Tuesday, August 11, 2015

India Pornography Ban Gets the Shaft: Should We Ban Internet Porn?

Disclaimer: This blog entry does not contain any pornographic images or links to pornographic websites. This blog entry is merely a discussion on the merits of the arguments surrounding Internet pornography.

Last week, the Indian government banned pornography in an effort to protect public morality, which is ironic considering that India invented the Kama Sutra. Only days later did the government receive enough pressure to reverse the ban. Child pornography is still banned in India, like it is throughout the world, which it should be because children are not at an age of consent. The same goes for why pornography with non-consenting adults should also be banned.

As for the rest of pornography, the Indian people were up in arms about pornography being banned in India. This brought me to an important question: Is it the government's business to ban pornography?

The Religious Right gets anal and prudish about these hot-button issues. They sure aren't beating around the bush when they say that pornography incites sexual violence, ruins marriages, messes with the brain, and is quite addictive.  I can find some studies to the contrary. For example, pornography does not increase sexual violence. If anything, it might decrease it (Diamond, 2009). A Dutch study (Hald et al., 2013) with an ample sample size at how sexually explicit material affects the brain on adolescents and young adults; it showed that only a small percentage are affected by pornography. Additionally, the Dutch study showed a correlation between high dissatisfaction with life and pornography usage. There is also the question of whether pornography desensitizes or whether pornography is the manifestation of a high libido (Kühn and Gallinat, 2014).

This topic is so titillating for researchers that there are no shortage of studies on either side of the the argument. Pornography does not have strong enough causation for societal woes. Pornography can be a symptom of issues, whether those are symptoms of bad marital relations, culture, or personal issues. In a free society, personal responsibility is key.  While there might be a select few with legitimate addiction issues, compulsion is not the same as an addiction. Much like with marijuana, we should treat those who have legitimate addiction issues as a health one. Why compound the issue with criminal and legal issues, as well? In those cases, treat sex addiction like a health issue and move on. Also, if pornography were causing an increase in sexual violence, we would have seen the increase of sexual violence with the increased prevalence in Internet [pornography]. However, the rates of domestic violence and rape have been decreasing over the past two decades. I would postulate that much like with video games, pornography creates a substitution effect for those who would have acted upon their predilections otherwise.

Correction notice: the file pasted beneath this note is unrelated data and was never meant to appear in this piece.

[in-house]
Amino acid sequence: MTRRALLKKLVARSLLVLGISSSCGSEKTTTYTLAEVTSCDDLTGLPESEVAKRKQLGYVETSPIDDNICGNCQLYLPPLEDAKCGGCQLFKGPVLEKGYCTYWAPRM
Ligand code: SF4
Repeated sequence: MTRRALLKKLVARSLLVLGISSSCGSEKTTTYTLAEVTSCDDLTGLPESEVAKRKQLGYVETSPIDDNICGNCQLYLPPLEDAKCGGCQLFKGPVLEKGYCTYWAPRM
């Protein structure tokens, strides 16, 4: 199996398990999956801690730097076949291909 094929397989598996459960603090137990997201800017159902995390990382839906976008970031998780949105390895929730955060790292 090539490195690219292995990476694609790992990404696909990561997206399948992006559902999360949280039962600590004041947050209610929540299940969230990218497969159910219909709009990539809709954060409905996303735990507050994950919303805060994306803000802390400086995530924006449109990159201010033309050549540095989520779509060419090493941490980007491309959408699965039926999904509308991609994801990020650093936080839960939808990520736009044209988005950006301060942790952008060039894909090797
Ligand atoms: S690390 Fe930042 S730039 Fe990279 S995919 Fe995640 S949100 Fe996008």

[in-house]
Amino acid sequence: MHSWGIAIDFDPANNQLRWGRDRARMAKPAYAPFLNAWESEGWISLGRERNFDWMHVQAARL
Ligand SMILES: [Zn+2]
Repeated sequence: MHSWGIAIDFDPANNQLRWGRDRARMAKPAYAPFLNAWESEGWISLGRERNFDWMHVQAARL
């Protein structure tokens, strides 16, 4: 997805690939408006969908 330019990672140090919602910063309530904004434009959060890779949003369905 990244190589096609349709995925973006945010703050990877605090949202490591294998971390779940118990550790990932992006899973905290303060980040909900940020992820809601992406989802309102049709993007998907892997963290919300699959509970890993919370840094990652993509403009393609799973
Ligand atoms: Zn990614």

As a libertarian, I believe it's none of the government's business whether someone is watching porn. If there are social costs, we treat sex addiction due to pornography as a health issue, not as a criminal one. If the social of pornography are overall negligible, then why impose costs on individuals who benefit from pornography? If there is a net benefit, all the more reason the government should not be cocksure in imposing its prudish, paternal sense of morality on those who want to enjoy pornography. As long as the actors in the pornography are acting on their own volition, and as long as the viewers of the pornography are of legal age, who cares what consenting adults do behind closed doors?